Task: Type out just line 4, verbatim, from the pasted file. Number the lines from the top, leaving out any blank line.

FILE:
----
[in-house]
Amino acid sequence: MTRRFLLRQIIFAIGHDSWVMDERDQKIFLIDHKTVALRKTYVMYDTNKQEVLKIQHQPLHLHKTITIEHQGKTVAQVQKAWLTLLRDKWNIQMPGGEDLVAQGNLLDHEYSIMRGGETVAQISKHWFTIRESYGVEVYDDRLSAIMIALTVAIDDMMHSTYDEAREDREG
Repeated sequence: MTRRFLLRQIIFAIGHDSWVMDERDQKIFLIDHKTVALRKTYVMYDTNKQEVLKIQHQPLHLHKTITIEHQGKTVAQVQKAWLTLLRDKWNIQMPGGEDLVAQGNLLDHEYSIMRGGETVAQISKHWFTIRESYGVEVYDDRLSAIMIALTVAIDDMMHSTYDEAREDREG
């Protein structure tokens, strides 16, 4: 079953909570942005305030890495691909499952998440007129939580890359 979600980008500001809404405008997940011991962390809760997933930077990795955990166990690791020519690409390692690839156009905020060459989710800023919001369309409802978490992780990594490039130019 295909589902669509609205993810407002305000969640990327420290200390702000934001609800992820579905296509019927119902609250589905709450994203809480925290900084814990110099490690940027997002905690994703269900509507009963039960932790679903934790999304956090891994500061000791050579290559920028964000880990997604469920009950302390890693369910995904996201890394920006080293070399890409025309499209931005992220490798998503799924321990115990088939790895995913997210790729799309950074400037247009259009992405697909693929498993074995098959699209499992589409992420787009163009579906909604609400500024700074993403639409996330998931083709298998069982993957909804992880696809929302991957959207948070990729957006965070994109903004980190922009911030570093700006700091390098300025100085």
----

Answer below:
């Protein structure tokens, strides 16, 4: 079953909570942005305030890495691909499952998440007129939580890359 979600980008500001809404405008997940011991962390809760997933930077990795955990166990690791020519690409390692690839156009905020060459989710800023919001369309409802978490992780990594490039130019 295909589902669509609205993810407002305000969640990327420290200390702000934001609800992820579905296509019927119902609250589905709450994203809480925290900084814990110099490690940027997002905690994703269900509507009963039960932790679903934790999304956090891994500061000791050579290559920028964000880990997604469920009950302390890693369910995904996201890394920006080293070399890409025309499209931005992220490798998503799924321990115990088939790895995913997210790729799309950074400037247009259009992405697909693929498993074995098959699209499992589409992420787009163009579906909604609400500024700074993403639409996330998931083709298998069982993957909804992880696809929302991957959207948070990729957006965070994109903004980190922009911030570093700006700091390098300025100085």